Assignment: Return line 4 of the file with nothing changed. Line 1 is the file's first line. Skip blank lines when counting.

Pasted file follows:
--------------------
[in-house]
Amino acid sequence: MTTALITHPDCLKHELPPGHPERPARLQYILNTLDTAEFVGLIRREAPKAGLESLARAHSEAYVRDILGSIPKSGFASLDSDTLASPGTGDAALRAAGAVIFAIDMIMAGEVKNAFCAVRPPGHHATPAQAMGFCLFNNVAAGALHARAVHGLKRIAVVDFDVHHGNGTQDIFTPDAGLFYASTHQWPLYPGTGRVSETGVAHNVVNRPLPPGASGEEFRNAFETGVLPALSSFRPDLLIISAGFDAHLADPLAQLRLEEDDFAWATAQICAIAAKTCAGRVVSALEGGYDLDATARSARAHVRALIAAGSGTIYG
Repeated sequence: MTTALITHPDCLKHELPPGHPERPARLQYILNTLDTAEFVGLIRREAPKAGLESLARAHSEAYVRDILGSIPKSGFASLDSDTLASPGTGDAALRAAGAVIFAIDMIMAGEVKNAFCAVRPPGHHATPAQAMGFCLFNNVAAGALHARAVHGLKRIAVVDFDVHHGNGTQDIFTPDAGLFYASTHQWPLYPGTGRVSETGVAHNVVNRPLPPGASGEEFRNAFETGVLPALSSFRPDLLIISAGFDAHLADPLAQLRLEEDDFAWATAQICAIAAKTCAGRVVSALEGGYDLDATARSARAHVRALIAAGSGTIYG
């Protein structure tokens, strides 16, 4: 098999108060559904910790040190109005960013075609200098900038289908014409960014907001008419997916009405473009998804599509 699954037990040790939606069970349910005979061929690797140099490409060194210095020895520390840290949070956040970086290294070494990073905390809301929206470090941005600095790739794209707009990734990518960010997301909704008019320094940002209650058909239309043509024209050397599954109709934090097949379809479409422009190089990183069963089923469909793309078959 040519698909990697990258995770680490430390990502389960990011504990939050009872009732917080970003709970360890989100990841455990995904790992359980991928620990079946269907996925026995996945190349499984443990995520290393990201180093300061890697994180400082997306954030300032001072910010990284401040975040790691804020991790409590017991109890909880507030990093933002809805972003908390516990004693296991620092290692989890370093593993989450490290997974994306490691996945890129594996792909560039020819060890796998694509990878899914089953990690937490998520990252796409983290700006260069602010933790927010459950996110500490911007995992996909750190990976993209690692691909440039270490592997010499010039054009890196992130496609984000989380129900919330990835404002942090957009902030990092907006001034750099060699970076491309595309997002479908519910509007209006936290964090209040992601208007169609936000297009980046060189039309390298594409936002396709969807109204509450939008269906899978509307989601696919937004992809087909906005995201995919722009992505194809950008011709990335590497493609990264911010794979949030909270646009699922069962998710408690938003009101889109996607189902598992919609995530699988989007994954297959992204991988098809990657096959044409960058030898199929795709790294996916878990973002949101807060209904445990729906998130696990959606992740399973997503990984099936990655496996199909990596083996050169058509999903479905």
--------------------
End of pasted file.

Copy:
């Protein structure tokens, strides 16, 4: 098999108060559904910790040190109005960013075609200098900038289908014409960014907001008419997916009405473009998804599509 699954037990040790939606069970349910005979061929690797140099490409060194210095020895520390840290949070956040970086290294070494990073905390809301929206470090941005600095790739794209707009990734990518960010997301909704008019320094940002209650058909239309043509024209050397599954109709934090097949379809479409422009190089990183069963089923469909793309078959 040519698909990697990258995770680490430390990502389960990011504990939050009872009732917080970003709970360890989100990841455990995904790992359980991928620990079946269907996925026995996945190349499984443990995520290393990201180093300061890697994180400082997306954030300032001072910010990284401040975040790691804020991790409590017991109890909880507030990093933002809805972003908390516990004693296991620092290692989890370093593993989450490290997974994306490691996945890129594996792909560039020819060890796998694509990878899914089953990690937490998520990252796409983290700006260069602010933790927010459950996110500490911007995992996909750190990976993209690692691909440039270490592997010499010039054009890196992130496609984000989380129900919330990835404002942090957009902030990092907006001034750099060699970076491309595309997002479908519910509007209006936290964090209040992601208007169609936000297009980046060189039309390298594409936002396709969807109204509450939008269906899978509307989601696919937004992809087909906005995201995919722009992505194809950008011709990335590497493609990264911010794979949030909270646009699922069962998710408690938003009101889109996607189902598992919609995530699988989007994954297959992204991988098809990657096959044409960058030898199929795709790294996916878990973002949101807060209904445990729906998130696990959606992740399973997503990984099936990655496996199909990596083996050169058509999903479905």